In a lengthy interview to the Singapore-based Straits Times last Thursday, Sri Lanka’s defence secretary Gotabhaya Rajapakse accused the US and Norway of financing the defeated opposition candidate, General Sarath Fonseka, in the January 26 presidential election. President Mahinda Rajapakse, the defence secretary’s brother, won a second term. Fonseka, who claimed the ballot was rigged, was arrested by military police last Monday for allegedly plotting to overthrow the government.
The defence secretary told the Straits Times: “We are 100 percent convinced that Western countries with vested interests were backing him [Fonseka]. Even the US, and countries like Norway, spent lots of money on his campaign.” He continued: “I have proof of the Norwegian government paying journalists to write against the government. They have vested interests and used to support the Tamil Tigers in various ways. They also supported Fonseka to try to oust the president.”
As in the rest of his interview, Rajapakse provided no evidence to support his claim or his allegations that Fonseka had been plotting a coup against his brother. The defence secretary is a top bureaucratic post made by appointment, not an elected position. Yet Rajapakse, as the president’s brother and part of the inner ruling circle, wields far more power than any cabinet minister, including the foreign minister.
The US and Norway immediately denied any support for Fonseka during the election campaign. Sri Lankan Foreign Minister Rohitha Bogollagama distanced the government from the comments, saying his ministry had “no intention of pursuing the allegations made by the defence secretary that United States and Norway supported the election campaign of the defeated presidential candidate Fonseka”. The US State Department, however, summoned the Sri Lankan ambassador in Washington to lodge a strong protest over the defence secretary’s interview and the arrest of General Fonseka.
Whether or not the US provided money for Fonseka’s campaign, the diplomatic row highlights the degree to which Sri Lanka is being swept up in growing rivalry between the major powers in South Asia and internationally. After plunging the island back to civil war in 2006, President Mahinda Rajapakse relied increasingly on China for arms, financial aid and political support. In return, Colombo has given Beijing economic concessions and allowed it to construct a major new port at Hambantota on the southern tip of the island.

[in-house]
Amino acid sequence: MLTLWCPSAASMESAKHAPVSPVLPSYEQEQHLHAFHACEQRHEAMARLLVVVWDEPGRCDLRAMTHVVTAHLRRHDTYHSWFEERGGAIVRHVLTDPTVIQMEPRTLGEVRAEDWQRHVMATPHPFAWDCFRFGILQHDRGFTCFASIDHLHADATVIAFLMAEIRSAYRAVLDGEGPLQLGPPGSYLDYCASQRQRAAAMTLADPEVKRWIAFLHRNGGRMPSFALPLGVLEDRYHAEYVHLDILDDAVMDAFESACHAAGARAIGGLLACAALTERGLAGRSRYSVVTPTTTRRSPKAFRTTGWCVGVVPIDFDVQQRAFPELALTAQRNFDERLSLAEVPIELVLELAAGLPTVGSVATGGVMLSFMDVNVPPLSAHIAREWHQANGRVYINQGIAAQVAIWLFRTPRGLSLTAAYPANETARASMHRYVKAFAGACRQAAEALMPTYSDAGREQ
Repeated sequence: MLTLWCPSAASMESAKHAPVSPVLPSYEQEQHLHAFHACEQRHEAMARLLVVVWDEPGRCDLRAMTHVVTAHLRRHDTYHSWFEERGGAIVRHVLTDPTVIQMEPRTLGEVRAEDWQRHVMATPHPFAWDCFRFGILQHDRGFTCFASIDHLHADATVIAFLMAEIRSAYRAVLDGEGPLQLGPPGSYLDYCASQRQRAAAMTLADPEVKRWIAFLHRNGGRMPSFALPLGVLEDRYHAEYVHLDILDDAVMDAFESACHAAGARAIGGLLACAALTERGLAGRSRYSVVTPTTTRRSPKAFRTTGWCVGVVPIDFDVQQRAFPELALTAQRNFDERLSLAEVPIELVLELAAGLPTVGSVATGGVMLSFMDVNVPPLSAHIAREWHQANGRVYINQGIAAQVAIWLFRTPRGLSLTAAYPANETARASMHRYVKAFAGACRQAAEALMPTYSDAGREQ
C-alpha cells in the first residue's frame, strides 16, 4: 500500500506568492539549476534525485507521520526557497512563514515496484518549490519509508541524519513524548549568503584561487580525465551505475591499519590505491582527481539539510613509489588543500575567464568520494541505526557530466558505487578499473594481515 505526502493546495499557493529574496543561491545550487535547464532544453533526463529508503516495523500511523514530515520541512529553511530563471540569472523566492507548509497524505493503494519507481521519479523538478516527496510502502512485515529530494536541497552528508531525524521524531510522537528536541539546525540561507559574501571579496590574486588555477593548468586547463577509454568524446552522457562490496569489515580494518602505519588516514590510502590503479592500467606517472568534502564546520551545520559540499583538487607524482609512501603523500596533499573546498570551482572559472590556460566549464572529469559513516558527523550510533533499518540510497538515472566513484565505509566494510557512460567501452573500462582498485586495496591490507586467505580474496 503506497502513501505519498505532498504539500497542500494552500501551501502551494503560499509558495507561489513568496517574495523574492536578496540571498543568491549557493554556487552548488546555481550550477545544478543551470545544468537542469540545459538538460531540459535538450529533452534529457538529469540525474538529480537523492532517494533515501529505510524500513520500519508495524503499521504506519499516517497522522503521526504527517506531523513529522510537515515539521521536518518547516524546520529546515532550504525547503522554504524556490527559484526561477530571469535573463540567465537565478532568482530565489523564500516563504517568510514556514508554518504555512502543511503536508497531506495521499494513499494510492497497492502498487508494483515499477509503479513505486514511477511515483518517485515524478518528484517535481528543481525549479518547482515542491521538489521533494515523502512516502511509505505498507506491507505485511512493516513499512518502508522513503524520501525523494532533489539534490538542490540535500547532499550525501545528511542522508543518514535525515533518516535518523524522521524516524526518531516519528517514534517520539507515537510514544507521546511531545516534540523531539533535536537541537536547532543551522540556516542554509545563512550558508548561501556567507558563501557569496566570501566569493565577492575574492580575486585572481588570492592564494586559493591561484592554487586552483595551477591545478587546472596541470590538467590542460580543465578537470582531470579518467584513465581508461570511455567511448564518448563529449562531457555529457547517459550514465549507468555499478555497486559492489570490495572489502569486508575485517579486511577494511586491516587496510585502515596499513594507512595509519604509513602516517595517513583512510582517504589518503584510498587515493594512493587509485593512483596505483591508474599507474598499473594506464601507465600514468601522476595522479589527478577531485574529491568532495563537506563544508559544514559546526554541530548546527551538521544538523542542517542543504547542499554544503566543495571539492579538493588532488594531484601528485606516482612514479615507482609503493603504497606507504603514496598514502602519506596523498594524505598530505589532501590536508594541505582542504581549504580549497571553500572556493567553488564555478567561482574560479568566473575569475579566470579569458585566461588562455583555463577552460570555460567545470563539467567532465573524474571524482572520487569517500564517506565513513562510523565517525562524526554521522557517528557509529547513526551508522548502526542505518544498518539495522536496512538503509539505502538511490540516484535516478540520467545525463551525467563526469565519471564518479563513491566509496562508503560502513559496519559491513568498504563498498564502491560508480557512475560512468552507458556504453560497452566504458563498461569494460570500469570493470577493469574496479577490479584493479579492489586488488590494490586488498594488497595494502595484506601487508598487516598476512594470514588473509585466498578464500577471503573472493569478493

Following the defeat of the separatist Liberation Tigers of Tamil Eelam (LTTE) last May, the US and its European allies called at the UN Human Rights Council for a war crimes investigation. Sri Lanka blocked the resolution with China’s assistance. Having backed Rajapakse’s war, the US was trying cynically to use the issue of “human rights” to put pressure on Colombo and sideline China. Since then, Washington has redoubled its efforts. A US Senate Foreign Relations Committee report in December commented that the US could not afford to “lose” Sri Lanka to its rivals.
In his interview, Defence Secretary Rajapakse simply blurted out more openly what his brother had declared in the course of the election campaign. President Rajapakse not only claimed full credit for “victory” in his criminal war, but boasted that he had defeated “an international conspiracy” to tarnish Sri Lanka’s reputation. Obviously concerned not to further sour relations, he did not name the US and the EU, but the message was clear.
Fonseka, on the other hand, criticised President Rajapakse for alienating the “international community”, leading in particular to the EU’s decision to end GSP+ trade preferences for Sri Lanka. Higher tariffs will impact on Sri Lankan exports to Europe, particularly in the substantial garment sector. Fonseka, who was the country’s top general until he resigned last November, was backed by the opposition United National Party (UNP), which traditionally has oriented toward the US and Europe.
While the foreign minister did not publicly back Defence Secretary Rajapakse, the outspoken character of the Straits Times interview underscores the fact that the government feels that it can criticise the US and EU with relative impunity, secure in the knowledge that it can rely on the backing of China and other powers.
Colombo recently received another boost when Russia offered to provide a $US300 million line of credit to buy Russian arms. Asked whether the deal would strain relations with the West, Foreign Minister Bogollagama told the media: “Not at all. In fact, Russia is an Asian country. They are part of the Asian Cooperation Dialogue of which we are the chair currently. In that context we want to see Russia as part of our agenda, respecting our domestic compulsions.” Despite Bogallagama’s assurances, Washington is not going to passively watch as Sri Lanka consolidates ties with US rivals.